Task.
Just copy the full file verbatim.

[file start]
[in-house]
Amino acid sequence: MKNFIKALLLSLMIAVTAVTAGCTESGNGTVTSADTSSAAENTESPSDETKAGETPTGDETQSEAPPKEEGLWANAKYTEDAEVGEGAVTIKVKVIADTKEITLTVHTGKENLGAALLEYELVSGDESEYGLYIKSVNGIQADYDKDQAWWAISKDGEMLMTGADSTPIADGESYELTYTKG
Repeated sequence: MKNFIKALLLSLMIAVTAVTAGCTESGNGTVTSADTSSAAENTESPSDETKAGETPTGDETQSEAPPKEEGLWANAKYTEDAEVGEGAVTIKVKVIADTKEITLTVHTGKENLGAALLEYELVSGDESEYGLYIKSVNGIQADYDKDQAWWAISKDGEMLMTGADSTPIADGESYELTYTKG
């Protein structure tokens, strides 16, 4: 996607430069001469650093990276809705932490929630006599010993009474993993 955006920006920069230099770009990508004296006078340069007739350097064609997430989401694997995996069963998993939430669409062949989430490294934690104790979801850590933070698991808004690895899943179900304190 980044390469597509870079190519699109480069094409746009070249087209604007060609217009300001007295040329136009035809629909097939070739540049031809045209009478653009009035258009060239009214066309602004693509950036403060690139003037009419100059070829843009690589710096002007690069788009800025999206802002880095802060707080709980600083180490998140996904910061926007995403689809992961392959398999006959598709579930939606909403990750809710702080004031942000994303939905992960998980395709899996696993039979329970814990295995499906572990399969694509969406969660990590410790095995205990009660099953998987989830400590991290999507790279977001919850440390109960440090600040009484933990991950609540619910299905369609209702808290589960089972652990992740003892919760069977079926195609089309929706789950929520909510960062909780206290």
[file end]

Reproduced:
[in-house]
Amino acid sequence: MKNFIKALLLSLMIAVTAVTAGCTESGNGTVTSADTSSAAENTESPSDETKAGETPTGDETQSEAPPKEEGLWANAKYTEDAEVGEGAVTIKVKVIADTKEITLTVHTGKENLGAALLEYELVSGDESEYGLYIKSVNGIQADYDKDQAWWAISKDGEMLMTGADSTPIADGESYELTYTKG
Repeated sequence: MKNFIKALLLSLMIAVTAVTAGCTESGNGTVTSADTSSAAENTESPSDETKAGETPTGDETQSEAPPKEEGLWANAKYTEDAEVGEGAVTIKVKVIADTKEITLTVHTGKENLGAALLEYELVSGDESEYGLYIKSVNGIQADYDKDQAWWAISKDGEMLMTGADSTPIADGESYELTYTKG
């Protein structure tokens, strides 16, 4: 996607430069001469650093990276809705932490929630006599010993009474993993 955006920006920069230099770009990508004296006078340069007739350097064609997430989401694997995996069963998993939430669409062949989430490294934690104790979801850590933070698991808004690895899943179900304190 980044390469597509870079190519699109480069094409746009070249087209604007060609217009300001007295040329136009035809629909097939070739540049031809045209009478653009009035258009060239009214066309602004693509950036403060690139003037009419100059070829843009690589710096002007690069788009800025999206802002880095802060707080709980600083180490998140996904910061926007995403689809992961392959398999006959598709579930939606909403990750809710702080004031942000994303939905992960998980395709899996696993039979329970814990295995499906572990399969694509969406969660990590410790095995205990009660099953998987989830400590991290999507790279977001919850440390109960440090600040009484933990991950609540619910299905369609209702808290589960089972652990992740003892919760069977079926195609089309929706789950929520909510960062909780206290």